On Yud Tes Kislev this last week, Mesivta Lev Tmimim Lubavitch, Monsey signed on the purchase of a new campus in Monsey for their growing Yeshiva. For the last three years, MLTL has been running out of a local Shul and rented homes in the area and has successfully grown from 15 Bochurim the first year, to nearly 40 Bochurim and a Simcha program this year. The unique approach of the Yeshiva - providing a strong Chassidishe atmosphere without compromising on traditional values while offering a strong Limudei Chol program, based on a curriculum designed to develop leadership, responsibility, and integrity - has attracted many families from across the country and overseas forcing the new school to rapidly expand to meet the growing demand. For the coming year, MLTL is adding an 8th grade program - a Mesivta Mechina class - to accommodate out of town families in places where there is no Chabad school for Bar Mitzvah boys. The new campus, located in the heart of Monsey, is a three acre campus which will include Zal, classrooms, and sports and extra curricular facilities, as well as a dorm and staff housing on the same campus. It is centrally located in a safe Frum neighborhood near kosher venues and surrounded by a vibrant Frum community. For more information, or to inquire regarding the Mechina Program, Shiur Alef, and Simcha applications, please visit

Thursday, December 21, 2017

Grand Hey Teves Farbrengen This Motzoei Shabbos with Special Guest Rabbi Leiv'ke Kaplan!

Please join us for a Grand Melava Malka and Farbrengen this Motzoei Shabbos לכבוד ה' טבת at K'hal Tzemach Tzedek, with special Guest Rabbi Levi (Leiv'ke) Kaplan, a shliach and an inspiration to many in Crown Heights. If you're looking to sponsor this event please e-mail

Photo Source

Thursday, December 14, 2017

Early Mincha Tomorrow Erev Shabbos Chanukah

Please note: There is no scheduled later minyan Mincha

Scenes from the Annual Chanukah Menorah Parade and Rally at the Palisades Mall

The pre-lighting rally

Lighting the Menorah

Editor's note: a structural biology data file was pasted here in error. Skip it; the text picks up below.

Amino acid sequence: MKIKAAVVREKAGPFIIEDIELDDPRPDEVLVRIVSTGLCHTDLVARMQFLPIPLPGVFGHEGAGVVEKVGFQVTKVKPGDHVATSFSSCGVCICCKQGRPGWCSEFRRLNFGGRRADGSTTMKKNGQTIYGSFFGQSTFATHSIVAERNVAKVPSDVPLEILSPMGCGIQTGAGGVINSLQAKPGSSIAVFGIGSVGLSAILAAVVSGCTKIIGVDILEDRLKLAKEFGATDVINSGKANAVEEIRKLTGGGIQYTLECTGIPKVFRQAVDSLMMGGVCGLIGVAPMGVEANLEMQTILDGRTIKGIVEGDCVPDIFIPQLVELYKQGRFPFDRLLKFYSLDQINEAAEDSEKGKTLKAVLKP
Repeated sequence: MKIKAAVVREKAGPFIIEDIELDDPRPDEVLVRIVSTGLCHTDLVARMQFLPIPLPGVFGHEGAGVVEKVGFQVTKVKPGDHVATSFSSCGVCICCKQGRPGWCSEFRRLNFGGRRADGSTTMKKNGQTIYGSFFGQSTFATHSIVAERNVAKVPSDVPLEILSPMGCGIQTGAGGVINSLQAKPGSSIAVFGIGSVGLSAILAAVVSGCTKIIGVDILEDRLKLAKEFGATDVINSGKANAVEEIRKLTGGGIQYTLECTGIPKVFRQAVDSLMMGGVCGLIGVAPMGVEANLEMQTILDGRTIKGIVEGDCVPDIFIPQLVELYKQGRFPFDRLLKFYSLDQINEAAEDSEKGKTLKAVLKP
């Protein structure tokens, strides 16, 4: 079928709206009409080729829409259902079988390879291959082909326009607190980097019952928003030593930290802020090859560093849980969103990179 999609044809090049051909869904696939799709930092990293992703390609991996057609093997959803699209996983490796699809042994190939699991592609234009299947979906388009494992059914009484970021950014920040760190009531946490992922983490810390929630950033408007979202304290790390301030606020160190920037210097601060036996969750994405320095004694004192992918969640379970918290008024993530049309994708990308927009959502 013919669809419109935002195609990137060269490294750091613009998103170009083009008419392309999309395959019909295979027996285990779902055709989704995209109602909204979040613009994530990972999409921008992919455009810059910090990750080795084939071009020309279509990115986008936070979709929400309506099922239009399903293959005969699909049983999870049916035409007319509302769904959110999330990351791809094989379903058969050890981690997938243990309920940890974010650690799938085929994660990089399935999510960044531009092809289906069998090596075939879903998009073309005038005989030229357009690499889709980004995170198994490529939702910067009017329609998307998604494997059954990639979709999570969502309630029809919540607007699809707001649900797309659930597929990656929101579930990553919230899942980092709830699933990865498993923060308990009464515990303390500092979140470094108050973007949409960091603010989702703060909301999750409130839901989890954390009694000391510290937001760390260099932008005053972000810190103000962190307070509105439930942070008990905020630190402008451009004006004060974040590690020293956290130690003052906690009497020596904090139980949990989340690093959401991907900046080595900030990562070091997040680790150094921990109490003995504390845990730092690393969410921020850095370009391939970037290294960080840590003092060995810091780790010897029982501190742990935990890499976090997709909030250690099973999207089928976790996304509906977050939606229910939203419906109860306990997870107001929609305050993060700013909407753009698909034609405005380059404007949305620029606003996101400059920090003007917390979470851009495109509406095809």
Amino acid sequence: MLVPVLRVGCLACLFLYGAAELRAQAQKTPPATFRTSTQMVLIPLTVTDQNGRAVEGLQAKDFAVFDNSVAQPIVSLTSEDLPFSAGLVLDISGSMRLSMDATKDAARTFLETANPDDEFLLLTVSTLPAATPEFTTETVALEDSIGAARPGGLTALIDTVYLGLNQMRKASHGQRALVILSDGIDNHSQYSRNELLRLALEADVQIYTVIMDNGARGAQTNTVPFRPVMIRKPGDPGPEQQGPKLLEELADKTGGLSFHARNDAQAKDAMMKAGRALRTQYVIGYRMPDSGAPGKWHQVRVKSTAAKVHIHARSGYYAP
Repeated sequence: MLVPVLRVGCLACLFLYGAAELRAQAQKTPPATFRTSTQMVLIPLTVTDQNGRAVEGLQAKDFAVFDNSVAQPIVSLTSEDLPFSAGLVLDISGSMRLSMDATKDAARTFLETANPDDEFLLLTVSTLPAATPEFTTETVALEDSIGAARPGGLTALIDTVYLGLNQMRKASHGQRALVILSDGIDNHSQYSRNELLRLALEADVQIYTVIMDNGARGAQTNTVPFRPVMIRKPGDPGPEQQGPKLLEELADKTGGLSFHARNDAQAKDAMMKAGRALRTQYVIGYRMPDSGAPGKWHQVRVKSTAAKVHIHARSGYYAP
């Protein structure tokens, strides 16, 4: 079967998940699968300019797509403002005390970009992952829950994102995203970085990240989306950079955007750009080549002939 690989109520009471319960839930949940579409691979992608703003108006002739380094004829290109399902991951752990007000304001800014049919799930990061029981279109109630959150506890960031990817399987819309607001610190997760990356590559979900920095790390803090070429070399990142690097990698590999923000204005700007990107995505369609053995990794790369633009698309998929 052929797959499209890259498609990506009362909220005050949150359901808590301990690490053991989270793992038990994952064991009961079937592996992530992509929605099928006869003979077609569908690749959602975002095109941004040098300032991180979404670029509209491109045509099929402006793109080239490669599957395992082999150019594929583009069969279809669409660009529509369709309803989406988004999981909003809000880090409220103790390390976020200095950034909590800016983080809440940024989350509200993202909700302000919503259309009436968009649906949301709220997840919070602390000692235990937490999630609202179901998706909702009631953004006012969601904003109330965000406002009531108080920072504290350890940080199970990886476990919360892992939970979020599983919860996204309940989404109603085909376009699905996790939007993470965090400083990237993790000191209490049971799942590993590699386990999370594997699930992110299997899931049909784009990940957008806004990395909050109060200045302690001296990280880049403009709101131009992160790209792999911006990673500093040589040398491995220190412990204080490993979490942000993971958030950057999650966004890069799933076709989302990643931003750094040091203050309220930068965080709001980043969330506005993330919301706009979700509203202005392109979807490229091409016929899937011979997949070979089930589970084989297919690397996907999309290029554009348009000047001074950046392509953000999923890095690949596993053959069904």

Singing הנרות הללו....

..... with help from the Bochurim and kinderlach
Hundreds were in attendance
And the kinderlach were entertained by a nice juggling act

Wednesday, December 13, 2017

Avos Ubonim Special Chanukah Schedule

In order to give time for everyone to go home and light the Chanukah Licht and wait near the licht the necessary time etc. Avos Ubonim this week will be from 7:30-8:30 pm. Special treats in honor of Chanukah will be handed out after the learning session .

Thank you to all our weekly sponsors .Yasher Ko'ach and thanks to the Kagan family for sponsoring last weeks Avos Ubonim in honor of Mrs Kagan father's yahrzeit 1st day Chanukah.

Also thanks to the Vogal family sponsoring this weeks program in honor of Yaakov Tzvi's  birthday end of Chanukah.

Anyone wanting the zchus to  sponsor an Avos uBonim evening - please contact Rabbi Yisroel Shusterman 917 282 3505.

Friday, December 8, 2017

Parshas Vayeshev Schedule for Tzemach Tzedek

Parsha Perspective

By Rabbi Yisroel Shusterman

This week’s Parsha Perspective is dedicated in memory of Elka bas Zisel OBM

Dedicated in memory of Leah bas Rochel OBM

Most children thrill to go on a swing. It is challenging to start off from the still position and slowly build up momentum. Gradually, the swing goes higher and higher. Watching the child swinging reveals an interesting point: in order to get really high on the upswing, one must develop a really strong downswing. After reaching the lowest point, at which there is the greatest momentum and energy, one swings up aloft to the highest point.

It is one of the ironies of life that in order to swing to the greatest height, it is often necessary to plunge to the lowest point. It seems to be a law of nature that there is often a “descent” in order to “rise”—a negative situation before the positive. In the Torah this principle is illustrated by the chain of events which begin in this week’s Torah readingVayeishev (Bereishis [Genesis] 37:1-40:23): the descent of Joseph into Egypt and his subsequent rise to greatness.

In a tragic example of a breakdown of brotherly relationships, Joseph was sold as a slave into Egypt. For thirteen years he suffered slavery, imprisonment and derision, but eventually ended up as the viceroy of all Egypt. From this position he was able to save his family and thousands of others from starvation during the terrible years of famine.

This pattern is the key to the twin concepts of exile and redemption. The divine promise of redemption depicts an exalted state of being and consciousness for all humanity. However, somehow, in order to achieve this, there must also be the “down” swing: the bitterness and darkness of exile.

On a comparable note,yesterday and the day before (Thursday/Friday - Dec. 7/8) was the 19th / 20th   of the Hebrew month Kislev –marks the 220th anniversary of the release in 1798  of the “Alter Rebbe” (“Old Rebbe” - Rabbi Shneur Zalman of Liadi – the founder of the Chabad – Lubavitch Chassidic movement) from Czarist prison, and his life in the balance. His release resulted not only in a personal freedom, but more importantly, in the dissemination and expansion of Chassidic teaching from that point - in an unprecedented way.